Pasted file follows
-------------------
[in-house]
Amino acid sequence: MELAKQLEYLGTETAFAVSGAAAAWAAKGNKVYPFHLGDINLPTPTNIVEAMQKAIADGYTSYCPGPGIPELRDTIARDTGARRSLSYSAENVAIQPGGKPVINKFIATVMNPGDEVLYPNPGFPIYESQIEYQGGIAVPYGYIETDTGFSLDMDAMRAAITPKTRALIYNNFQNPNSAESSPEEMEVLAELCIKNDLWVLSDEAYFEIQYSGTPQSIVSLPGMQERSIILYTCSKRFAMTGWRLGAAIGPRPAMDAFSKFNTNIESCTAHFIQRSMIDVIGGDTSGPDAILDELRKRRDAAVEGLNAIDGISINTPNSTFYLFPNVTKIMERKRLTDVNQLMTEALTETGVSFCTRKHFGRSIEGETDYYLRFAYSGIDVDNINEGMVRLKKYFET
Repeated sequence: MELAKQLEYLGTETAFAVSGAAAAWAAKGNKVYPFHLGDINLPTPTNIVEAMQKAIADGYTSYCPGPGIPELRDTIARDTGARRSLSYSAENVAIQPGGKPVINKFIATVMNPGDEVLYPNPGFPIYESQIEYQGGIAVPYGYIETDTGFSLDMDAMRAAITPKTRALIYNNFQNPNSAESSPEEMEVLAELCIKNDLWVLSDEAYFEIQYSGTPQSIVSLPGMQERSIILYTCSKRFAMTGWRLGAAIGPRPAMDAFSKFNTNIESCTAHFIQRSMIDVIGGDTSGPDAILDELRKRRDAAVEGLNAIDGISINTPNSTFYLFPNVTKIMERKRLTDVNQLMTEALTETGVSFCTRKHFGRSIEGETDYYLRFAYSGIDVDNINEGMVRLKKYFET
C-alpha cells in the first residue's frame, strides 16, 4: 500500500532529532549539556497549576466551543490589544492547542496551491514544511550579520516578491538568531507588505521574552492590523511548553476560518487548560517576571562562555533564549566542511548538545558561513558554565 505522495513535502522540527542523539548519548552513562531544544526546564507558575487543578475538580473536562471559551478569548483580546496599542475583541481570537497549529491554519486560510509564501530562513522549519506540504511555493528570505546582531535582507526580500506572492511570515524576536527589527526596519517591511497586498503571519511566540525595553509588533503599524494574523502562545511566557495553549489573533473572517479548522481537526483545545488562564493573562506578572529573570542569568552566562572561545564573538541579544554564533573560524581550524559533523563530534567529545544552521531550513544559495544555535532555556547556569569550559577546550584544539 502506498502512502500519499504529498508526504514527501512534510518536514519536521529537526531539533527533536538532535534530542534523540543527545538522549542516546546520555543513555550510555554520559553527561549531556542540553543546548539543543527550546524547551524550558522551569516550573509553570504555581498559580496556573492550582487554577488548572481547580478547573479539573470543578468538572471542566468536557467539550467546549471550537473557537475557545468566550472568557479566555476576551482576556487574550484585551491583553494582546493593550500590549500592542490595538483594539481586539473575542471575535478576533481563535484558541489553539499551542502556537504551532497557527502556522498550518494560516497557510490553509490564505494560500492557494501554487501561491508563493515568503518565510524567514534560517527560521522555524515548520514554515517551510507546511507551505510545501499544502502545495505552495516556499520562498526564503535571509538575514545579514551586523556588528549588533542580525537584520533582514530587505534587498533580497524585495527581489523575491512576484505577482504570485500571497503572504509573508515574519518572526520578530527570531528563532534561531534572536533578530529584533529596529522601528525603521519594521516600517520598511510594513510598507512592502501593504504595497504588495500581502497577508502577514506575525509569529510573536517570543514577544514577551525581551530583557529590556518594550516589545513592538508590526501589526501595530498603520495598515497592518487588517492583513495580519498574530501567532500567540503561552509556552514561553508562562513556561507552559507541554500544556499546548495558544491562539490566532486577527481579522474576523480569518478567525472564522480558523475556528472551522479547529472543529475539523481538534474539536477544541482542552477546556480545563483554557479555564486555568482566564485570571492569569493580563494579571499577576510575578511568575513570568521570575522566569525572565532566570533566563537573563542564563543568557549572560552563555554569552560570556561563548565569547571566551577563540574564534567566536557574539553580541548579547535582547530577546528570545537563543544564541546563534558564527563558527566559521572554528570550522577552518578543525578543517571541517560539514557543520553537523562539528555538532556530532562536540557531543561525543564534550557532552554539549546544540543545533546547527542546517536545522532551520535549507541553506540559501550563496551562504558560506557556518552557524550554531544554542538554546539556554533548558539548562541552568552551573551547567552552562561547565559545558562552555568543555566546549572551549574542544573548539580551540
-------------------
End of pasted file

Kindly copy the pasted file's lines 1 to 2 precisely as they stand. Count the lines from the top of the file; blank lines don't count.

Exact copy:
[in-house]
Amino acid sequence: MELAKQLEYLGTETAFAVSGAAAAWAAKGNKVYPFHLGDINLPTPTNIVEAMQKAIADGYTSYCPGPGIPELRDTIARDTGARRSLSYSAENVAIQPGGKPVINKFIATVMNPGDEVLYPNPGFPIYESQIEYQGGIAVPYGYIETDTGFSLDMDAMRAAITPKTRALIYNNFQNPNSAESSPEEMEVLAELCIKNDLWVLSDEAYFEIQYSGTPQSIVSLPGMQERSIILYTCSKRFAMTGWRLGAAIGPRPAMDAFSKFNTNIESCTAHFIQRSMIDVIGGDTSGPDAILDELRKRRDAAVEGLNAIDGISINTPNSTFYLFPNVTKIMERKRLTDVNQLMTEALTETGVSFCTRKHFGRSIEGETDYYLRFAYSGIDVDNINEGMVRLKKYFET